Our guest this week is Mark Krawczuk. Mark works as a freelance producer/project manager, who leads teams of developers and creatives to make digital stuff for big companies. In his free time, Mark likes to incite street events and other creative collaborations, as well as help others with their creative projects. You can sign up for his newsletter here.
Cricut Maker ($350)
Manual dexterity/fine motor skills are not my strong point. So, I’ve always dreamed of a machine that could do all of those exacting, detailed cuts for me. When TechShop was around, I started to use laser cutters. But when they closed in early 2018, I was left in the lurch. I looked at getting my own laser cutter, and found out they ran in the thousands of dollars, needed to be vented, and are generally a bit too big to have in my apartment. I looked for alternatives to laser cutters, and came across die-cut machines, particularly the Cricut Maker. It’s the love child of a printer (size / shape / methodology) and a plotter/cutter (a blade is moved across the material, cutting out design). While a laser cutter can cut through a lot of different materials, the Cricut Maker can do a fair bit as well. That said, cutting through heavier materials takes a number of passes, so I generally stick to thinner materials such as cardstock and vinyls (which the Cricut Explore seems to do just fine…). Also, while the Cricut Maker can cut fabric, the “bed” that it works with is a maximum 12” X 24” surface, which is great for craft items, but maybe not so great for fabric for clothes. One of the things I love about the Cricut is the integrated training (included) / design software (included) / design library (pay as you go or monthly/annual). I really like how it can import images, and the print and cut feature is really impressive. They also have a rather large library of projects that are ready to go, in their service called Cricut Access. You can get a monthly or yearly subscription (I think of it as Netflix for crafting), or buy projects as you want them. The Cricut Access is great because downloadable projects allow you to customize them, and see how the projects are done. You can also remix parts of one with another, and make them your own. Having so much support, tutorials and projects has made it easy for me to dive in. That said, making your own things are also pretty easy. The design software feels similar to other software I’ve used, and is forgiving for casual users. Cute Cutter has made it even easier to create your own files. Cricut sells all sorts of materials, but the machines are not limited to just those. While dialing in the materials settings is a bit of an experiment, I’ve been using vinyls, papers and paper boards from craft stores and places like SCRAP SF.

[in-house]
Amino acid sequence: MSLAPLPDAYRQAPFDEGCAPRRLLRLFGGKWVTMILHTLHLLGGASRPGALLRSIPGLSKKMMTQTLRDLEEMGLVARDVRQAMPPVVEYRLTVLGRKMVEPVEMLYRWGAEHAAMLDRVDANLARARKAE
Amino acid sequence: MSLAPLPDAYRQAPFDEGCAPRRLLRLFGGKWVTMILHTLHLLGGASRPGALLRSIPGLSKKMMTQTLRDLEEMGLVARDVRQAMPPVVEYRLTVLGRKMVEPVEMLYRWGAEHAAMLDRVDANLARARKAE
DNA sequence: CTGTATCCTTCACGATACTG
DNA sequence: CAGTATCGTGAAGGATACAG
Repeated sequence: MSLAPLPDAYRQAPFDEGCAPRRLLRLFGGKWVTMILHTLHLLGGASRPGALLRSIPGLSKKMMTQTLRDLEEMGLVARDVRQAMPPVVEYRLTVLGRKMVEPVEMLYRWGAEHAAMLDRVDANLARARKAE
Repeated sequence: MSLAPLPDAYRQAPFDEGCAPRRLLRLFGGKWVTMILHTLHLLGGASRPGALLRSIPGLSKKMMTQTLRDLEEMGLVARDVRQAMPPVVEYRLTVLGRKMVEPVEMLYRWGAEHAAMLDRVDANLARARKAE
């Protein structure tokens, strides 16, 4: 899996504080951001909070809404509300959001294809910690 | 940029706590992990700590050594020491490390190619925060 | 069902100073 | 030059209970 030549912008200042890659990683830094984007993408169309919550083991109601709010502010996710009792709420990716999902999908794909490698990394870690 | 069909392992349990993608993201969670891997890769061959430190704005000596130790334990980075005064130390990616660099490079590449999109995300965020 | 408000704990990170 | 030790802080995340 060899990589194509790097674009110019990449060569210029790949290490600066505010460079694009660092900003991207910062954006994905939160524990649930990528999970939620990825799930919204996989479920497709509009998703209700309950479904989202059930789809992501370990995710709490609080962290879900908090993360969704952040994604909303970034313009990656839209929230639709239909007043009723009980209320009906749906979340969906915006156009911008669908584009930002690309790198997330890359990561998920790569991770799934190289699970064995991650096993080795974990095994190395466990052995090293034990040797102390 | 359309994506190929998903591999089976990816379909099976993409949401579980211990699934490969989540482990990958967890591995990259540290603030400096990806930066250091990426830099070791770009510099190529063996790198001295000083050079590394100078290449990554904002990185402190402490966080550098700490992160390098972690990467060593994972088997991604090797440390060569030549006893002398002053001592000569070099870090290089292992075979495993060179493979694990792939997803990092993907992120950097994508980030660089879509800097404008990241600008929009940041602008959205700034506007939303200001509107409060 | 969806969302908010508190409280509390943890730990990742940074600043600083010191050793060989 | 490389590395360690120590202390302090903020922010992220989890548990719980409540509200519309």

Seiko solar powered watch ($118)
The cool tool here is using a time piece that isn’t my phone. In addition to trying to stay away from social media, I’m also trying to reduce phone time. I found that I’d often check my phone for the time, and then get sucked into the messages. Now, when I use my “just a watch” to check the time, I can stay focused on the moment. That said, I love that this watch is solar powered. I’ll never need to wind it, and the battery will last probably as long as I will have the watch. I leave it on the window sill every now and again to make sure it is topped up, but as there is no power gauge (a benefit as far as I’m concerned), so it may be fine without that step!
Portable Power Station ($260)
I often do events on the go, or without an outlet near at hand. For example, I’ve throw Fur Coat Movie Nights – guerrilla movie screenings in public parks at night to people wearing warm jackets (ethical fur choices encouraged), and Karaoke nights in under-used public amphitheaters. This little battery box makes those things a lot easier: it has AC and DC plugs that you can just plug devices in to. I like it better than a gas generator when I can get away with it: no gas, no exhaust, no motor hum! And a lot lighter. And for an LED projector and some decent speakers, and a VCR, it works just fine! I also use it around the house – sometimes where I want to use my sewing machine and where the plug is just isn’t the same place. This lets me set up and go just about anywhere for a couple/few hours. One thing to note: It can’t support items more than 500W. So, you need to find something else for your microwave, toaster or iron.
Silk Dental Floss ($14)
I went to the dentist, and I thought they gave me a free trial of coconut floss, but it turned out it was plastic floss with coconut oil in it. I did a bit of research, and came across this article about dental lace made out of silk. I’m not going to save the world by using silk floss, but it is a nice daily reminder to try to cut down on plastics. It comes in a handsome glass and metal container, and you can get refills of the floss. I like it as much as its plastic counterpart.
Some of the projects Mark has worked on lately include: The Cardboard Animal Parade (regular folks created hand made cardboard animal floats, and escorted by 4 marching bands, paraded through San Francisco), You’ve Got My Eyes (a Blade Runner themed, Science Fair / Dance Party – for “Note Ready for Prime Time” science) and The Night Owl Ceremony (a surrealist take over of a large city park at night with interactive art, marching bands, pardes, singers, all ending in a tea party).
We have hired professional editors to help create our weekly podcasts and video reviews. So far, Cool Tools listeners have pledged $390 a month. Please consider supporting us on Patreon. We have great rewards for people who contribute! If you would like to make a one-time donation, you can do so using this link: https://paypal.me/cooltools.– MF
from Blogger http://bit.ly/38IB8VU
via SEO Services